As indicated above, monitoring is linked to learning. Through the assessment of activities and progress, partners gain insight into changes that they might make to improve their partnership. For one, while attempting to ascertain the extent to which they have met their original expectations, the partners are faced with judging the expectations themselves. Unmet expectations suggest many explanations; one of which being that the initial expectations were unrealistic. Therefore, the assessment process enables partners to reflect on the original terms of their collaboration. It provides them with food for discussion and through this discussion, the opportunity to better align expectations with their own realities and with those of the context around them.
The learning benefits of self-assessment are apparent over the life of the network. In the early stages, assessment and reflection enable partners to clarify and negotiate expectations. They help partnerships that have become stalled to move forward. It is often the case that partners are drawn together by the prospect of accomplishing great things, but become bogged down in talks about what concrete steps they should take. Networks that set targets and assess their progress are more likely to make the transition from planning to the production of real outputs, and have some impetus to continue doing so. As the network matures, reporting requirements and communication demands become increasingly onerous. At this stage, assessment and reflection enable the partners to erect network systems and structures that permit them to meet the demands of outside stakeholders (such as donors) and to satisfy their needs to coordinate joint activities, while protecting their singular activities from being impinged upon by the network. Note that the demands upon the network to strike a balance between the needs of the stakeholders and those of the network while accomplishing these tasks are so great that the value of ongoing assessment in this respect cannot be overstated. Assessment continues to be valuable even as networks wind down or fragment. Ongoing self-assessment can lead partners to recognize amicably that their joint purpose has been served as best as possible by the collaboration, so that they can dismantle the network without souring future relations.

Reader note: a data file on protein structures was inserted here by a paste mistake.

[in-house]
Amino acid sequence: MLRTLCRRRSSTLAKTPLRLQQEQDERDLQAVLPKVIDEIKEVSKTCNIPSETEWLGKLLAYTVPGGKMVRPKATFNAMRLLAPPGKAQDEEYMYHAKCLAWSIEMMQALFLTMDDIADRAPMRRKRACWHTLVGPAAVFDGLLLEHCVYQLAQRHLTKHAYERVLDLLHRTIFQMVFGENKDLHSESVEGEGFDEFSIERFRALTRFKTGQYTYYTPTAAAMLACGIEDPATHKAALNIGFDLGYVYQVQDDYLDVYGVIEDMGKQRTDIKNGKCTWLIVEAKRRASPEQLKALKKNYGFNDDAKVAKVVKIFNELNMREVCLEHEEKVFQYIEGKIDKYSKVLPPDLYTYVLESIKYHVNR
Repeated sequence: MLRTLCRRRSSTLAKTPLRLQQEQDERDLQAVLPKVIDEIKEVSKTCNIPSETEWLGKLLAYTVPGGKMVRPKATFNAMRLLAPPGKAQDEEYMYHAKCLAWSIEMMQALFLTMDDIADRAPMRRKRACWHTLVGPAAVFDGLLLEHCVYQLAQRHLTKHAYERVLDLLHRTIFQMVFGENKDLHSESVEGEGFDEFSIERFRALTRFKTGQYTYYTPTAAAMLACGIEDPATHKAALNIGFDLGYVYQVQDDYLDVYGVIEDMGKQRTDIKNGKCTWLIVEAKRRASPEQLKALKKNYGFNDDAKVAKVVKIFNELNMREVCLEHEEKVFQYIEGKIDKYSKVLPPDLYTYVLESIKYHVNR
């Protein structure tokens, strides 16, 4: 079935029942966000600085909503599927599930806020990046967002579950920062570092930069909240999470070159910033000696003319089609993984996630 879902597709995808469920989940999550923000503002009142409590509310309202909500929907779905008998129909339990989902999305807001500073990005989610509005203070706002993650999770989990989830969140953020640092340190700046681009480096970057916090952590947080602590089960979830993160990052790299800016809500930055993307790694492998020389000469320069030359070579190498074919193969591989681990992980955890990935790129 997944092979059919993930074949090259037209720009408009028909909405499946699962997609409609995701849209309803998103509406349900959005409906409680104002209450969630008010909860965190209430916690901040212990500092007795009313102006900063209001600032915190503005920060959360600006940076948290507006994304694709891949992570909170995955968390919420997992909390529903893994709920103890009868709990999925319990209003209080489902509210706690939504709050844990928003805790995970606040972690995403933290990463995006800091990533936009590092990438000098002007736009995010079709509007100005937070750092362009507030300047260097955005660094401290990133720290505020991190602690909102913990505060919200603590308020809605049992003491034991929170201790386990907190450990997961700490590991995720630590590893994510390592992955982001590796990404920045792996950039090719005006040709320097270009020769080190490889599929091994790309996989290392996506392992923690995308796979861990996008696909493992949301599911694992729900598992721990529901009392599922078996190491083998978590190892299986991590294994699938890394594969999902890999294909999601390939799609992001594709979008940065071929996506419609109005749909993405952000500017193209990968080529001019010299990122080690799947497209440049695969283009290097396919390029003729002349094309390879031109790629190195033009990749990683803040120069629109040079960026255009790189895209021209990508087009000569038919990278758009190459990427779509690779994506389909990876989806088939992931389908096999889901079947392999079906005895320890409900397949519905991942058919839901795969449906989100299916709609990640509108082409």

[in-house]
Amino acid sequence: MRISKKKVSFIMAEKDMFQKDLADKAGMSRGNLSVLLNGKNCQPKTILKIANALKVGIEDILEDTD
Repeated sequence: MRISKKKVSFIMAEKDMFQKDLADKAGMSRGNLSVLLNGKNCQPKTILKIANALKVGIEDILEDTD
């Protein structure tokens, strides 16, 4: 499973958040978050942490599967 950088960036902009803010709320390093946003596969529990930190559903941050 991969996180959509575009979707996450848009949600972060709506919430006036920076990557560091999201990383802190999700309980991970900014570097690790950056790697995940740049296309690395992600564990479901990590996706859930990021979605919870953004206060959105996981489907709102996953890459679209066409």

Finally, partnerships aspire to produce synergistic outputs, both from and in concert with this ongoing learning. While it is relatively easy for the partners to appreciate that these results surpass the sum of those that they could produce on their own, it is considerably more challenging for the partners to work together to interactively produce such results. Synergy is not a product of the numbers at work, but rather of how effectively they work together. Hence, producing synergy often requires learning. This learning is grounded in an understanding of past performance. As such, the partners’ commitment to an ongoing assessment of their participation is invaluable to maximizing their joint productivity.
However, learning and joint productivity are not the only outcomes of these relationships. A key component for the long-term survival of organizations today is not simply learning, but generating knowledge to support future action. This is discussed in the next section.
Knowledge Generation and Capacity Development
Ongoing assessment by partners in any network has the potential to significantly contribute to self-knowledge as well as public knowledge about this increasingly popular organizational form. While popular, much about the processes and management of networks remains a mystery. For partners who would continue within their present arrangement or participate in other networks at a later date, accumulating knowledge about the processes, systems and challenges of networks is advised.